Intermediate conclusion
A statement in an argument that serves first as a conclusion and then as a reason for some additional conclusion.
Internal consistency
As a test of evidence, the requirement that evidence must not contradict itself.
Judicial analogy
A literal analogy that insists on similar treatment for people, ideas, or institutions in similar circumstances.
A strategy of definition; condemning or commending a person, group, idea, or institution by use of a suggestive name or term rather than through presenting reasons.
Lay Testimony
A report of someone's observation, experience, or opinion on a topic not requiring special expertise.
Linguistic consistency
One of the three tests of an argument, along with support and validity; the clarity of the argument's language and its use of terms in the same way throughout the argument.
Linguistic conventions
Recognized methods of expressing a meaning indirectly.
Linguistic link
A repeated phrase or term that links statements to one another.
Literal analogy
A direct comparison between two allegedly similar items or cases.
Logical sense
One's sense of how arguments develop.
Majoring on minors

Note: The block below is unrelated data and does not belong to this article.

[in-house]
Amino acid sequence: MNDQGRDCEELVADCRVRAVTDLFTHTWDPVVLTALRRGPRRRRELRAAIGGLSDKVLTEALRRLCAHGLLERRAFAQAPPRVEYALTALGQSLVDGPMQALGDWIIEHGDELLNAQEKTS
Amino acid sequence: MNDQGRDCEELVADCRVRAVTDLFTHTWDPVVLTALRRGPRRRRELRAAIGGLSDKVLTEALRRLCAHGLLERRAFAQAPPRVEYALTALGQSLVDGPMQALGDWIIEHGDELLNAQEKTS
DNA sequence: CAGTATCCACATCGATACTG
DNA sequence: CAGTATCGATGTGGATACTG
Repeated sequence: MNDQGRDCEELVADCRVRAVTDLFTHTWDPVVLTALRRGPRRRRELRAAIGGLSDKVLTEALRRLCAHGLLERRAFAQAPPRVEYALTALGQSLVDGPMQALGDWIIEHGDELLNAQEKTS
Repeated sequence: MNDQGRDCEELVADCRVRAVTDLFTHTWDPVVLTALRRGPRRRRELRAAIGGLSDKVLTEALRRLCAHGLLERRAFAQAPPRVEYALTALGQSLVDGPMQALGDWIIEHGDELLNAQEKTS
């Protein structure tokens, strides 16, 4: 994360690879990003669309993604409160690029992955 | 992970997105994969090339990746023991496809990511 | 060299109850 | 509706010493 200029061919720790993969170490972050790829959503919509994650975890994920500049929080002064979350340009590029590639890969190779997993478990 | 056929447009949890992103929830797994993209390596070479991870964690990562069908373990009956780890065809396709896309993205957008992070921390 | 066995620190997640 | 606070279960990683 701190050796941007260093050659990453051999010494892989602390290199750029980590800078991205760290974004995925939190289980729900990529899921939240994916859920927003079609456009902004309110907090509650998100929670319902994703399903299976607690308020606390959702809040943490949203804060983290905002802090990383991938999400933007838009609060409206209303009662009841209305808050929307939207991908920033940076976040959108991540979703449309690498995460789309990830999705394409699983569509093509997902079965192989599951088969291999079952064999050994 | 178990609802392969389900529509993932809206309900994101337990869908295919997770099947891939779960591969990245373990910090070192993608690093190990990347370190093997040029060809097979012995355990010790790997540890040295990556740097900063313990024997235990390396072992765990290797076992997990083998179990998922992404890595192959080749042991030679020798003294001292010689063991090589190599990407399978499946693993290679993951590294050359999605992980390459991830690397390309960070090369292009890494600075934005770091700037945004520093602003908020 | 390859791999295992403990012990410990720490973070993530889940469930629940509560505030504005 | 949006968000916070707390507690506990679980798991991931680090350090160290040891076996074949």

The fallacy
that focuses attention on minor or inconsequential points to draw attention away from important ones.

The use of a single object to represent another associated object
Middle term
In a categorical argument. the term that appears in both reasons a- not in the conclusion.
Mixed Metaphor
A combination of images that do not belong together
Modus ponens
Affirming the antecedent in a conditional statement to create a valid conditional argument; "mode that affirms"
Modus tollens
Denying the consequert in a conditional statement to create a valid conditional argument; "mode that denies."
Necessary Conclusion
A particular conclusion to which the reasons or premises in a deductive argument—wr - accepted as true—unavoidably lead.
Necessary Condition
A condition without which another event cannot occur
Negative case
In a policy debate, a series of arguments supporting the status quo.
News and commentary publications
Periodicals that specialize in reporting news and presenting informed editorial opinions.
Novel benefit
In a policy case, an unanticipated improvement in the audience's condition as the result of implementing the plan.
Observational study
Study based on examination of existing data sets in an effort to discover correlations.
Original Intent
As a source of definition. the meaning of a word or phrase in its original context, or what the initial defin-- of a term meant by it.